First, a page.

Optional Argument Chaining

I think it might be a good idea to reuse optional function syntax in this case. I don’t think it would even break existing code with the rule I described in my previous post. I mean, in the end the result of the whole function becomes optional (only if it was non-optional before, or it simply stays optional otherwise).

foo?(bar?(x)) +? y
Problematic are the operator functions because there is no way to really disambiguate those - at least right now, nor can we reference them like Int.+ and in the worse case it would require us to burn all operators with a trailing ?. Even more complicated is the ?? operator.

On the other hand we could simply say that an operator function is a special case, where we cannot make the function optional with this syntax. That would mean that operator functions (and subscripts?) still would require the old fashion way:

let result: FooResult?
if lhs = foo?(bar?(x)), let rhs = y {
    result = lhs + rhs
} else {
    result = nil
}
However here is my thinking in a different direction for operator functions and subscripts:

If we could explicitly reference operator functions like Int.+ or Swift.??, would it be possible to disambiguate the above case like this?

(Int.+)?(lhs: foo?(bar?(x)), rhs: y)
Here is the syntax as pitched that works today:

@objc protocol P : AnyObject {
    @objc optional static func functionName(label: Int)
    @objc optional func otherFunctionName(label: Int)
}

@objc class A : NSObject, P {}

let type: P.Type = A.self
(type.functionName)?(label: 42)

let instance: P = A()
(instance.otherFunctionName)?(label: 42)
We may need to fix optional subscripts first because the implicit behavior is really weird IMHO:

@objc protocol P : AnyObject {
    @objc optional subscript (label value: Int) -> Int { get }
}

@objc class A : NSObject, P {}

let instance: P = A()
instance[label: 42] // => compiles and returns nil
We definitely should require an infix ? here - instance?[label: 42].

Then even subscripts would work with the same syntax I pitched before. :wink:

I missed the previous threads! I’ve found one of the relevant threads here:
https://lists.swift.org/pipermail/swift-evolution/Week-of-Mon-20160711/024201.html

Thanks for this important point.

If you were to write this logic out by hand then you would short-circuit it and this is analogous to current chaining behaviour so to me evaluating left to right (as Swift usually does) and stopping at the first failed unwrap would make sense. I wouldn’t necessarily say it’s intuitive but I don’t think it’s really less intuitive than the current chaining behaviour.

I think it gets confusing when you have multiple levels of nested expressions, eg

foo(bar(x?)) + y?

Slava

Jared

This topic has been discussed at least two and maybe more times in the past.. It’s hard for me to post links at the moment, but it should be possible to find on Google.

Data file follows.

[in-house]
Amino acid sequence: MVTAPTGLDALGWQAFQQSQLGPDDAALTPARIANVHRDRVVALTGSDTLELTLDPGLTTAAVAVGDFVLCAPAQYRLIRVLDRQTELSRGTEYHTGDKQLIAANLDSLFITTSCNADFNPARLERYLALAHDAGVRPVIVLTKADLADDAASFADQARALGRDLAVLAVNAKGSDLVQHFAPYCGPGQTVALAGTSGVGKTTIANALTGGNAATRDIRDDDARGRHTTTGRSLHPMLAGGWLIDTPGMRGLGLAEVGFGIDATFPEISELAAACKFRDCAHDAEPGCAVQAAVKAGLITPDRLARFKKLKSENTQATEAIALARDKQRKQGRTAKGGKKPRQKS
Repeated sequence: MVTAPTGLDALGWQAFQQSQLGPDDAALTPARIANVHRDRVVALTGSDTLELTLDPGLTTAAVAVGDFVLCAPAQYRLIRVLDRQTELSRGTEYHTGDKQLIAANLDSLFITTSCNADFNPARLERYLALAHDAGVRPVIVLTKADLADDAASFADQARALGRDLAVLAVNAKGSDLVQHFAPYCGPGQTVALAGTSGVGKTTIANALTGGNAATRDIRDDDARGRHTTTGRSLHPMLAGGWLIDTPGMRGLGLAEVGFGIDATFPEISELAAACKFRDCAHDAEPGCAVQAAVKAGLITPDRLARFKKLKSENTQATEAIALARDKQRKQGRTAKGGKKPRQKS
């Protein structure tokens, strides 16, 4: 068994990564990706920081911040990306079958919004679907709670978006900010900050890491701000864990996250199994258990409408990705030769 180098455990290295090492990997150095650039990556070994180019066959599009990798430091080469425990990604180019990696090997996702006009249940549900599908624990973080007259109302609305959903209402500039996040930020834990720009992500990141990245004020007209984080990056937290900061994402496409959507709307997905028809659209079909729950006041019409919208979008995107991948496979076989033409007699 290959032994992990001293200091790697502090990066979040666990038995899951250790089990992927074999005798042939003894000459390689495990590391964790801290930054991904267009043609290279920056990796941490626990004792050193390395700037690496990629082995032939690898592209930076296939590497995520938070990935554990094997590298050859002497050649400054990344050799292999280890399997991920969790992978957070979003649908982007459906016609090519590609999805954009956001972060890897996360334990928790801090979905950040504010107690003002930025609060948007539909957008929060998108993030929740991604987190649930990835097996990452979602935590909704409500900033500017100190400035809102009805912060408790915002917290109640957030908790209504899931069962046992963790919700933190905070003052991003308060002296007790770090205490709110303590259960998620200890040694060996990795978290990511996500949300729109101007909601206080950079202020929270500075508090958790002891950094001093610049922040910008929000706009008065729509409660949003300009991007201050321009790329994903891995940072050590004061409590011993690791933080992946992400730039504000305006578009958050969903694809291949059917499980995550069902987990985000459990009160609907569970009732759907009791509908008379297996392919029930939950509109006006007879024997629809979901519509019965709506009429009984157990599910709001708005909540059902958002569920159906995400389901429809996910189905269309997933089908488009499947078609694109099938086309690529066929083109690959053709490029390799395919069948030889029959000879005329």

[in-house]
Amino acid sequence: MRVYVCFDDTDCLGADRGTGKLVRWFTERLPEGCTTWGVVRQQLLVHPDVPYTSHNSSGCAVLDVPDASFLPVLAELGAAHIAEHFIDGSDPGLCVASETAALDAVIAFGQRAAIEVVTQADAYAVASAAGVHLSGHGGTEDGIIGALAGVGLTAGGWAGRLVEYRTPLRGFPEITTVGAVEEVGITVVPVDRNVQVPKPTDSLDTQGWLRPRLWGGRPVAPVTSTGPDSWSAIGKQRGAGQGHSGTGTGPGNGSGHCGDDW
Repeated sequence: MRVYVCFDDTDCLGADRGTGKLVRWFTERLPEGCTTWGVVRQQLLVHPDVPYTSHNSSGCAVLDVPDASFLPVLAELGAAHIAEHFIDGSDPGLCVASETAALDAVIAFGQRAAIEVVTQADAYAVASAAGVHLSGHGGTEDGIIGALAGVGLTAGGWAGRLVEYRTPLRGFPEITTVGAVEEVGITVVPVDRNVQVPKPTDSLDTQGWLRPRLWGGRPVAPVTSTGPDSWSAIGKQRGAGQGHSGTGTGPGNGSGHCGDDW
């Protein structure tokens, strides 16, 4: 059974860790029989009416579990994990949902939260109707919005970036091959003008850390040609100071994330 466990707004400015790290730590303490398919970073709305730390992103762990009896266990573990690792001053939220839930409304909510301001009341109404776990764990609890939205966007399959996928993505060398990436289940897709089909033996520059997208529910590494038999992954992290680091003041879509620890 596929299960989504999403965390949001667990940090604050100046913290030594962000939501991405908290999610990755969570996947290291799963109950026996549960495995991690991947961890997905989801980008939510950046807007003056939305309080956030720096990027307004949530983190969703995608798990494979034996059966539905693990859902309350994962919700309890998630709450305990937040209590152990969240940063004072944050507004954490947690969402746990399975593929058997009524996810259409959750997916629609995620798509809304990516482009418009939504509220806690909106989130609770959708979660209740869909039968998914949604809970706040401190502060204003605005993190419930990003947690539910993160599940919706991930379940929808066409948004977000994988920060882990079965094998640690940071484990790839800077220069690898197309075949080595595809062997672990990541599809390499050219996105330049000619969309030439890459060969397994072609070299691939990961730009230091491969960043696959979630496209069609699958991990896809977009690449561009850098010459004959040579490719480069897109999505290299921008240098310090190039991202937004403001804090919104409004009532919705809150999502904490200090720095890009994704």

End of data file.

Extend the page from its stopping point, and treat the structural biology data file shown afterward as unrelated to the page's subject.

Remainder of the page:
One major challenge to this idea, for which no satisfactory answer has been achieved after all these years, is the following issue:

f(g()?, h()?, i(), j()?)?

If g() evaluates to nil, is h() called or not? How about i(), which is not failable? Since any function or property access can have side effects, in what order are the arguments evaluated, and how does one reason about this code flow?

To my mind, in the absence of an intuitive answer to the above—which does not appear to be possible—this idea is not feasible.

2. It felt natural to me. It’s analogous to the existing optional chaining scenarios and composes nicely. I think it’s about as understandable as existing chaining, a newbie would have to look it up to discover its meaning. What are your thoughts on this particular syntax (ignoring 3. momentarily)? Hopefully others in this thread can share their views too.

Chaining methods is linear, while nesting fills a similar purpose when we use function calls. This of course affects the way existing Swift code is written, but that is something we have to live with if we want to use familiar syntax patterns. However, I think we have to consider this difference in this case, since the syntax becomes more convoluted. Your suggestion is definitely not as easy to read as the optional chaining syntax, and maybe it can't be.

As for how common I’d expect it to be, it’s something I’ve run into myself a few times. Again, I hope members of this list can give their view on if this would be useful to them.

I don't have any real examples, but I certainly think that I have run into it, so I'm quite open to solving the problem. For me, it is probably only a matter of finding a syntax that is acceptable.

3. I’m not entirely sure what the grammar situation is yet but afaik ‘?’ has never been available as a postfix operator. Perhaps I’m missing your point, could you demonstrate where it is allowed?

I did not expect that you would be able to answer that, it was more a question directed to people who are more connected to the inner workings of the parsing of Swift than I am. It is not allowed, but the error message is not the one I expect, something that gives me a hint that it does have some meaning early in the parsing.

/Magnus

···

Am 11. Dezember 2017 um 23:42:58, Slava Pestov via swift-evolution (swift-evolution@swift.org) schrieb:
On Dec 11, 2017, at 2:41 PM, Jared Khan via swift-evolution <swift-evolution@swift.org> wrote:
On 11 Dec 2017, at 19:28, Xiaodi Wu via swift-evolution <swift-evolution@swift.org> wrote:
On Mon, Dec 11, 2017 at 12:34 Magnus Ahltorp via swift-evolution <swift-evolution@swift.org> wrote:

12 Dec. 2017 02:58 Jared Khan <jaredkhan@me.com> wrote:

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